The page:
China bans TV shopping programs from 19 companies

Updated: 2011-12-05 10:07


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BEIJING - China's top broadcasting watchdog has banned the TV shopping programs of 19 companies from screens after they were found to have less registered capital than the minimum amount required for such programs.

The registered capital of those companies range from 1 million yuan($157,480) to 5.08 million yuan, less than the required amount of 10 million yuan, read a circular recently posted on the website of the State Administration of Radio, Film and Television (SARFT).

Among the companies, five are from Beijing and others are based in provincial regions including Jiangsu, Zhejiang, Hunan, Shanghai, Guangdong, Jilin and Hainan, according to an attached file to the circular.

The SARFT has ordered TV stations to suspend their TV shopping programs and only to renew their contracts when the companies become qualified, read the circular.

TV stations that have "lax supervision" will risk serious punishment, the SARFT warned.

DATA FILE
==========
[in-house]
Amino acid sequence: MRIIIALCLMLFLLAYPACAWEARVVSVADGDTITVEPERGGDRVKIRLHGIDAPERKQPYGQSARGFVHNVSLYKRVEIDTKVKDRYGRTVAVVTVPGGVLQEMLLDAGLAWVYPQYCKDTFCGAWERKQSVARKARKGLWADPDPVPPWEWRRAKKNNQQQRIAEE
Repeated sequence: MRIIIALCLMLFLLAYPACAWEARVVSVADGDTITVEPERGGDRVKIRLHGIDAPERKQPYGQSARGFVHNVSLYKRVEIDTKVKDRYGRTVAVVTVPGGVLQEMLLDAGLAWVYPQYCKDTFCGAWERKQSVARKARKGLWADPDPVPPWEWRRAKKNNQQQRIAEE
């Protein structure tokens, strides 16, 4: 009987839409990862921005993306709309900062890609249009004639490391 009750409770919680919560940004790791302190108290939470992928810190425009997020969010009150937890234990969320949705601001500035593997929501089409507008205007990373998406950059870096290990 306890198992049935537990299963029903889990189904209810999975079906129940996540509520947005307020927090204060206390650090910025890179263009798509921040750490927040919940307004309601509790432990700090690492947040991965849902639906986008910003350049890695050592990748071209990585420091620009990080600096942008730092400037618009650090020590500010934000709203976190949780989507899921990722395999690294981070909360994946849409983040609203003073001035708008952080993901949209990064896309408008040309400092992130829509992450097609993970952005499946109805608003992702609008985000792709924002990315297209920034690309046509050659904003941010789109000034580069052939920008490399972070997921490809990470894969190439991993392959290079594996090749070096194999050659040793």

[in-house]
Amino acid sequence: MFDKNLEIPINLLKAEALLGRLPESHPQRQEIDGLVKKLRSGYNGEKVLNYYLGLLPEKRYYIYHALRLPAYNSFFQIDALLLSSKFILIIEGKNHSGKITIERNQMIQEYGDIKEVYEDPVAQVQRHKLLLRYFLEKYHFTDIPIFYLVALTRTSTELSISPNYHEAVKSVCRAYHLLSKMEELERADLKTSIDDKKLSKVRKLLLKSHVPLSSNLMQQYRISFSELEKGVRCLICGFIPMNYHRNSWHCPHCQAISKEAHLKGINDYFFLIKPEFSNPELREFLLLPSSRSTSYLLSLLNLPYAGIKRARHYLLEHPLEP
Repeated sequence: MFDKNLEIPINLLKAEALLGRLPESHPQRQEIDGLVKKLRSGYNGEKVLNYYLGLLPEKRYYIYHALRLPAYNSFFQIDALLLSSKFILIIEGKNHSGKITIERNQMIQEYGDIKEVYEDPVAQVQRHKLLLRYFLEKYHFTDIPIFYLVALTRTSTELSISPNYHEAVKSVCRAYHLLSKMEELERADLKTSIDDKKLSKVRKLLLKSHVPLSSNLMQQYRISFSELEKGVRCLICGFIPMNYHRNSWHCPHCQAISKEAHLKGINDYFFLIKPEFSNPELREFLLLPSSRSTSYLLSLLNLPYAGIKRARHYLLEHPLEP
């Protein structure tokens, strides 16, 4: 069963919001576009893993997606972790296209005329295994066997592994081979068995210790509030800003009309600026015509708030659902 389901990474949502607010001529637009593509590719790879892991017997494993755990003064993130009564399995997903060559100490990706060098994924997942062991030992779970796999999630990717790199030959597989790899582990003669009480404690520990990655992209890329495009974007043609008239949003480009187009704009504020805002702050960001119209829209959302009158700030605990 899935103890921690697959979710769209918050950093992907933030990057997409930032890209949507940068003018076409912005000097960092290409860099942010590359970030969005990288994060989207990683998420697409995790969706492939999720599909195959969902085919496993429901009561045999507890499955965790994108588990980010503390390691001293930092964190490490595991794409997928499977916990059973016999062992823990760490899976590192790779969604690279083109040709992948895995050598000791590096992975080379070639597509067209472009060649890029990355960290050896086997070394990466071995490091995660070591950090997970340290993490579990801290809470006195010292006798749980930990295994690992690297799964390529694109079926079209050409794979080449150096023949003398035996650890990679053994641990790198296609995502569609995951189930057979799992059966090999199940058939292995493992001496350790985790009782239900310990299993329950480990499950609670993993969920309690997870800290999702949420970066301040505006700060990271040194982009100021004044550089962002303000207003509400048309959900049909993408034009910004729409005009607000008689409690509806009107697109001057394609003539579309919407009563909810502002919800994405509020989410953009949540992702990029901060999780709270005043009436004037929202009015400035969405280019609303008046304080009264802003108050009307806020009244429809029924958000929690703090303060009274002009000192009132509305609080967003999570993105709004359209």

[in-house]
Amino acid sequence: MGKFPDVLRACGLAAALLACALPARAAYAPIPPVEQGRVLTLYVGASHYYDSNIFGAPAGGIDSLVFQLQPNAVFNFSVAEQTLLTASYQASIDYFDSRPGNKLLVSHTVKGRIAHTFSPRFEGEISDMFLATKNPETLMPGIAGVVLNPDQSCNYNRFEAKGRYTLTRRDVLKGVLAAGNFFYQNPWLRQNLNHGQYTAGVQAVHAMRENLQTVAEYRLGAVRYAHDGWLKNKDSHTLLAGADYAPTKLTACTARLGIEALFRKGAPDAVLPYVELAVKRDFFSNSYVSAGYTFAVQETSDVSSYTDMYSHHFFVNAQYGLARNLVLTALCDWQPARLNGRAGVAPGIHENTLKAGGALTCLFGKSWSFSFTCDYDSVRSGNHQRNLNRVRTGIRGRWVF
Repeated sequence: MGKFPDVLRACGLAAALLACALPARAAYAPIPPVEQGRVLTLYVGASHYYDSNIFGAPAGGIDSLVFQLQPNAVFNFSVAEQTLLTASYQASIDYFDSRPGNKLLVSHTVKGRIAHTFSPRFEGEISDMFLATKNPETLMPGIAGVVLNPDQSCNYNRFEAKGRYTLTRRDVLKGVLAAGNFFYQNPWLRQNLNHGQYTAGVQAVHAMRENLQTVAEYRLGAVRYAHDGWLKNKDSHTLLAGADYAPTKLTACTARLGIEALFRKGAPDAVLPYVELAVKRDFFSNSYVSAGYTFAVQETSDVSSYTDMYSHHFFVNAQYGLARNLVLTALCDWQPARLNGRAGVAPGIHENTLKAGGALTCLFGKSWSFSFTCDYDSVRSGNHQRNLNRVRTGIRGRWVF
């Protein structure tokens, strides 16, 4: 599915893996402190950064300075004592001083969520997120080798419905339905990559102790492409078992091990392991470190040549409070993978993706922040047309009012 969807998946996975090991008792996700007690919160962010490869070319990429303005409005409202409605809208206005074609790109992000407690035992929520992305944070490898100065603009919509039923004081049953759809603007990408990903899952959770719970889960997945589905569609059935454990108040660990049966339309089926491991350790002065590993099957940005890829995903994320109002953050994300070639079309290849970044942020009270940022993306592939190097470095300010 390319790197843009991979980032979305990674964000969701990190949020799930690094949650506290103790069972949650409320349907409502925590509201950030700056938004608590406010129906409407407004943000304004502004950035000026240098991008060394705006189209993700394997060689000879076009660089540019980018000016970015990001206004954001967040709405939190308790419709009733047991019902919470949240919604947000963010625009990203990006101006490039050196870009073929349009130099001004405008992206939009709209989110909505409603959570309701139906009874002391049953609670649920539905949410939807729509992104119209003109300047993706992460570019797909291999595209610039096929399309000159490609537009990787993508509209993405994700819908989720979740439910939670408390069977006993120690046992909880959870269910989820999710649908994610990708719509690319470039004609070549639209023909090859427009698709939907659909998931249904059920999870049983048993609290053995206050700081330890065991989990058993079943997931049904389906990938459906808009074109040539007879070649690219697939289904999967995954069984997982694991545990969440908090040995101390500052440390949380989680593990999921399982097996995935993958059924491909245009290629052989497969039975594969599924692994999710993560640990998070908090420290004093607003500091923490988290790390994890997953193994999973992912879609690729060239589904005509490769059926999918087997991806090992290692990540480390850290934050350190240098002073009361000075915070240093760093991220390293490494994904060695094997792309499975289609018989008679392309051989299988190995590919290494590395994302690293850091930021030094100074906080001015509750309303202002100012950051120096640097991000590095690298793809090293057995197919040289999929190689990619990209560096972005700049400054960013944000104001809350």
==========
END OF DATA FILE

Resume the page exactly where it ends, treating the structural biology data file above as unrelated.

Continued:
In China, TV shopping programs are sometimes used by fraudsters to sell shoddy products. Commercials for drugs, medical equipment and health supplements for sexual enhancement used to be rampant on China's screens.

While Chinese urban residents are more wary of these TV programs due to constant exposure, TV shopping is relatively novel for people in rural areas.

On Sept 10, 2009, the SARFT put forward a set of requirements for companies that want to have their products sold via TV shopping programs.

Companies are required to have at least 10 million yuan of registered capital, a regular operation venue and distribution channels.

On Feb 20, 2010, the SARFT issued a circular that required broadcasting authorities to tighten their rein on TV shopping programs, and to verify enterprises' qualifications before airing their TV shopping commercials.

According to the 2010 circular, the SARFT would name and shame the offending broadcasters and would temporarily ban them from airing all commercial advertisements as punishment.

In serious cases, broadcasters would risk having their broadcasting license revoked.